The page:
Privatisations. Selling off valued assets held by all members of the public is consistent with the neo-liberal ideology; to put as much wealth as possible in private hands. Three institutions which will get targeted, happen to be ones that have provided practical aid and much relief to their owners, the Australian public, during the crisis: the Australian Broadcasting Corporation (ABC), Medicare, and the scientific body CSIRO working on vaccines.

On the spin-side of this, an interesting exercise is being carried out by the Liberal counterpart, the governing Tory Party in England. Its Ministers are loudly and systematically thanking the National Health — which they have been stripping of funds for a decade in a neo-liberal plan called ‘austerity’. It can sound as though they have changed and will now preserve it. Instead, privatising it might be done, on the theme of “we all love it” and as it is tragically short of funds, private investors can be brought in to “save” it. Spin is high quality in London, where living-on-thin-air is a classy art. PALATABLE – TASTY.

Attack on wages. As in the Fraser days, and as with “Work Choices”, a drive to cut wages is a high-risk-high-return exercise, but from a neo-liberal objective a ‘must try’ if opportune. A first, impatient shot was fired for 2020 by Adrian Schrinner, Liberal Lord Mayor of Brisbane. As soon as re-elected, on 28 March, he hopped in announcing a pay freeze for Council employees. The spin: save jobs coming out of the crisis, and if employee organisations object, “unions don’t run city hall”. More of this to be expected? Getting wage growth stalled has been a ‘success’ of government over recent years, from that neo-liberal perspective. Can it be taken further in a ‘wages sacrifice’ campaign to settle the ‘family’ debt? PALATABLE – EXTREMELY TASTY.

Loose talk has been circulating about re-doing the system – an “overhaul” of government and economic management. Some of that came from comments by the Reserve Bank Governor Philip Lowe, wanting changes to “reinvigorate the country’s growth and productivity agenda”; concerned about low economic growth prospects and projected high unemployment. The government response has been that it expects to get growth going strongly.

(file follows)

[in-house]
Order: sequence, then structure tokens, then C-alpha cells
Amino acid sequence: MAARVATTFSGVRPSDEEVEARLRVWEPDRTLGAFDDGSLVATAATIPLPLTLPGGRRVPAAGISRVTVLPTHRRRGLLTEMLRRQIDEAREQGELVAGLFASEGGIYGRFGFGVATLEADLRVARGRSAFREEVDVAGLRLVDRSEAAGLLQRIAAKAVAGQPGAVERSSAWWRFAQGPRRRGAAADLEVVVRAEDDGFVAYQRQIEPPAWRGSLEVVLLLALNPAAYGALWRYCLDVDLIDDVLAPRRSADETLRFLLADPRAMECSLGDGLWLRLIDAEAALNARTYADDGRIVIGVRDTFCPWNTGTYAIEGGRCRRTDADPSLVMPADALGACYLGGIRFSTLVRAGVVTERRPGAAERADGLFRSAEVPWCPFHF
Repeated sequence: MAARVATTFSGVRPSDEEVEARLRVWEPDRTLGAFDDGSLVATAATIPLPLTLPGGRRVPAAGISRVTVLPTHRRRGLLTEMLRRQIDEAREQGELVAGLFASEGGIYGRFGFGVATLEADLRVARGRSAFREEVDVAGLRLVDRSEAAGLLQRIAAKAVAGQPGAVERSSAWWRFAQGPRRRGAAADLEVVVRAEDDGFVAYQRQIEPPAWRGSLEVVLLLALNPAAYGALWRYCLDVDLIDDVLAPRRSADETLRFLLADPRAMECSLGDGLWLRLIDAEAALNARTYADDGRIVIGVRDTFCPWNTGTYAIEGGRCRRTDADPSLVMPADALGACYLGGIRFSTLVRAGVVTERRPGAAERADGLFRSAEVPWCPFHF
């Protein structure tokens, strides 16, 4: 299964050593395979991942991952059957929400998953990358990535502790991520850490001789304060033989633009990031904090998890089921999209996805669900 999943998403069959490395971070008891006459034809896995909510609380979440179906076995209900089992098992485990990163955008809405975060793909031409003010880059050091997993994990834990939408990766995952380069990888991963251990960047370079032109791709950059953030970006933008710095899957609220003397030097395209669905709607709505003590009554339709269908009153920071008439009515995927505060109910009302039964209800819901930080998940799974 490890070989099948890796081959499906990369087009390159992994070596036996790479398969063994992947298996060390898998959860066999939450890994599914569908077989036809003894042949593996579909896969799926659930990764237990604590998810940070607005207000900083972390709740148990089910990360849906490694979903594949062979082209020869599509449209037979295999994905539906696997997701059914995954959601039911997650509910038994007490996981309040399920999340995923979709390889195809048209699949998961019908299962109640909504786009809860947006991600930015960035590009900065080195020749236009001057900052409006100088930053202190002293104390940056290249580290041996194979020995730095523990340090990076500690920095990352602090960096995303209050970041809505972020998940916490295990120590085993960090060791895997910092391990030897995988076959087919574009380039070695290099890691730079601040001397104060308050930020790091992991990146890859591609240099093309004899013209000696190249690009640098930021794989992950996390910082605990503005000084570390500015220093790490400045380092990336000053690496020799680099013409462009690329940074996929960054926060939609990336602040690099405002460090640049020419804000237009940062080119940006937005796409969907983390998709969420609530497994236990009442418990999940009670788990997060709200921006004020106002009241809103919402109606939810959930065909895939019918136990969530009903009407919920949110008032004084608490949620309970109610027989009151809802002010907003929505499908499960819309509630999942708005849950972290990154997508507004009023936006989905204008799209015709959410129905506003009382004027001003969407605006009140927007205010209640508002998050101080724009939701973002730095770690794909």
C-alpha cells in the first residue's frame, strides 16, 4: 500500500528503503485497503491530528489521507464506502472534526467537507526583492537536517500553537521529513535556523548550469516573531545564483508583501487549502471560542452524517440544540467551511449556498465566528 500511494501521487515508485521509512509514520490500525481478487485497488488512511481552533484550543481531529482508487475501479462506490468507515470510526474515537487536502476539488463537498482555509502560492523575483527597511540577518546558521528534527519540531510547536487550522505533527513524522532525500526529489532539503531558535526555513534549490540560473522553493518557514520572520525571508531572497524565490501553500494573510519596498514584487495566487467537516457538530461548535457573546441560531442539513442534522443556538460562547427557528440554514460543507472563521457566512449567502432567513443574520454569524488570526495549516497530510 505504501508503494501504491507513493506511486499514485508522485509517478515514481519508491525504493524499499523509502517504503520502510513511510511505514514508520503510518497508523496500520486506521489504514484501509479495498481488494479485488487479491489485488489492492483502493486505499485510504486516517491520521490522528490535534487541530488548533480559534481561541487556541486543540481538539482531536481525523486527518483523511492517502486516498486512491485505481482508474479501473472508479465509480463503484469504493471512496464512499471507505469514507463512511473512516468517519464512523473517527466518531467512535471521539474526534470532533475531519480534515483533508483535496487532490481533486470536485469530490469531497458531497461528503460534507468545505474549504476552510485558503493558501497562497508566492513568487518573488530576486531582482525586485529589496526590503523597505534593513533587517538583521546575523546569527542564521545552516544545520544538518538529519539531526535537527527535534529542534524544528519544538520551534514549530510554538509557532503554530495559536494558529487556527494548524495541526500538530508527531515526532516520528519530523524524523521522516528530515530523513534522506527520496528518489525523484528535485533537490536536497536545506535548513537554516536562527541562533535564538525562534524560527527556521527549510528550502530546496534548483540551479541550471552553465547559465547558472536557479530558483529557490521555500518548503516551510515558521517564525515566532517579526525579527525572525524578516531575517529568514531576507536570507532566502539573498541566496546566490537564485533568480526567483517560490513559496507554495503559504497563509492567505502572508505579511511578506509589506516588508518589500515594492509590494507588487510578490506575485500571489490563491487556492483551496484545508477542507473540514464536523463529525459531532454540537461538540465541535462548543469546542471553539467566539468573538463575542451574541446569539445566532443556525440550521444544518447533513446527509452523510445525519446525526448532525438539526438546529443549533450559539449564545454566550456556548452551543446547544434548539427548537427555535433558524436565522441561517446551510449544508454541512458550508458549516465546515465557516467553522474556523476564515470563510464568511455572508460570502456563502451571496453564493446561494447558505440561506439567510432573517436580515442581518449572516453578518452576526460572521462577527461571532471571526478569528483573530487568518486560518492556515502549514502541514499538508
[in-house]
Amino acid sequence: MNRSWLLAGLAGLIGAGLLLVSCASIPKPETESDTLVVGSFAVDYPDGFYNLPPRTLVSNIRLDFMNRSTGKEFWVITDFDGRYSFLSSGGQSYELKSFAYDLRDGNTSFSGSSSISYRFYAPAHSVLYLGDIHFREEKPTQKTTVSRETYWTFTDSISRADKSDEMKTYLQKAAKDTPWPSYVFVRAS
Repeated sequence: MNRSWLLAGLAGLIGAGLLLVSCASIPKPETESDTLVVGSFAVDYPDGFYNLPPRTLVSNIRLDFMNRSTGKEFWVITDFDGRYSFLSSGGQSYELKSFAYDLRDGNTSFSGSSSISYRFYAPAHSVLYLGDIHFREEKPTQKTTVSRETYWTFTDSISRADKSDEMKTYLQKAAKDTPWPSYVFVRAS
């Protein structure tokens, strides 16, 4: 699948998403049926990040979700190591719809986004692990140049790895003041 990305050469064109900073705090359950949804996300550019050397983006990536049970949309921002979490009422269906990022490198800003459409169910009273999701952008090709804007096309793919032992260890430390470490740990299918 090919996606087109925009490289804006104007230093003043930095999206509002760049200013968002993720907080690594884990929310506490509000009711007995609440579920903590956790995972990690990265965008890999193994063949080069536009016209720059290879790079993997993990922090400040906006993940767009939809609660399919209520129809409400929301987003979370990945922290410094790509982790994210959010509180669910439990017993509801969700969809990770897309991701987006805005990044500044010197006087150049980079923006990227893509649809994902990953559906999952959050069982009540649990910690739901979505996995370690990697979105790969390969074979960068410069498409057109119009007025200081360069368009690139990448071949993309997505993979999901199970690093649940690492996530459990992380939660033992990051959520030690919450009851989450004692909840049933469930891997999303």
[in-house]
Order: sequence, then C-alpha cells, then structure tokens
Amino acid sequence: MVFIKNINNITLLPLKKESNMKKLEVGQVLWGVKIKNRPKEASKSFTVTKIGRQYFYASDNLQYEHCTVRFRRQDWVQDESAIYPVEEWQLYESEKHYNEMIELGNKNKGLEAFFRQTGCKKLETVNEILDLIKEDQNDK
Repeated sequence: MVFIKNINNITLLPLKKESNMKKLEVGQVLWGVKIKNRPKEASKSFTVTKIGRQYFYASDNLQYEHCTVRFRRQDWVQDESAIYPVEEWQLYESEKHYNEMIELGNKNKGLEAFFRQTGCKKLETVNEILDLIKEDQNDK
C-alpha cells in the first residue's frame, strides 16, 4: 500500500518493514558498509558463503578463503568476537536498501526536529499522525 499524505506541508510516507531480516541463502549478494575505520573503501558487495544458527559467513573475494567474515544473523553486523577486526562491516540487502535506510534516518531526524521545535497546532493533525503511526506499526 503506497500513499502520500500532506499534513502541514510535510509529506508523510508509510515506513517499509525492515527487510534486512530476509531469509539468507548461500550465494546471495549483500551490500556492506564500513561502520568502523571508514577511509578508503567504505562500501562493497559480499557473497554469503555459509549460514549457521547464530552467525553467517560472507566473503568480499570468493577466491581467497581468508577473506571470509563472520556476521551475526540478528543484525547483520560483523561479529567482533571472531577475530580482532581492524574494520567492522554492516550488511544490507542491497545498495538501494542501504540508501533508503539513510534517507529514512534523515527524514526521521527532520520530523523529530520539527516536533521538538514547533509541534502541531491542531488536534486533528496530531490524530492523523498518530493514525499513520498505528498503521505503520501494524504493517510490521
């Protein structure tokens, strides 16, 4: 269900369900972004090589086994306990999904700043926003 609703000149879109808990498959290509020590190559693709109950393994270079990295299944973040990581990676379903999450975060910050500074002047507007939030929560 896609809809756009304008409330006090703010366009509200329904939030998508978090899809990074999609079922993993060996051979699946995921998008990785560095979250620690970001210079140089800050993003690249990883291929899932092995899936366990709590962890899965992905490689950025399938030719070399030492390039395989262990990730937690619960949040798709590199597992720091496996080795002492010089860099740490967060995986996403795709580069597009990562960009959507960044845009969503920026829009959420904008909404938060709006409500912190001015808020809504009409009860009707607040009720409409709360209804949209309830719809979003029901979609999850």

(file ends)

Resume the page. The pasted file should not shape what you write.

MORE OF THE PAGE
The Shadow Treasurer Jim Chalmers this week dismissed the talk of a “new way” as being “the old narrow ideological obsessions of the government”: anti-union drives in the industrial relations system; talk about cutting “red tape” and company tax.

“There’s more than one way to grow the economy”, he said. “There’s a role for energy, costs getting those down; research and development and science; skills development; we need to think about social housing … I think Australians would be disappointed to learn that after making all these sacrifices now to get through this diabolical health crisis, that waiting for them on the other side is just all the old fashioned approaches.”


What of a hoped-for cultural and national revival supposed to flow from the scourge of crisis?

Some signs of cultural change that might be “good”: common sense compliance with social distance-keeping; serenading and other creative activity in social media via proprietary software systems like FaceTime or Zoom; changes like working-from-home that might take hold. But the period of crisis has been short and may not go on so long as to make permanent impacts, old habits surviving: see booming sales at the bottle-shops, stocking-up to endure the time; anxiety among community workers about possible increased domestic violence; parents out against teaching their children at home.

In the wreckage of the theatre and other arts industries, all struggling to recover, loss of the ABC should finish-off talk of a creative and community renaissance. As prospective buyers of the ABC, and preferred government constituents, billionaires should be good with money, maybe not so good with the culture. Even if not outright philistines they are unlikely to care what happens to the ABC, if they can run a handy business on it, or remove it from the scene as a possible forum for criticism of their activities. Consider the additional impact on Australian culture of a foreign buyout of the ABC – maybe in tandem with a binge of foreign bargain hunting on a staggering Australian Stock Exchange. Viking raids would be a quaint historical rehearsal for all of that.

Coronavirus logo – AHU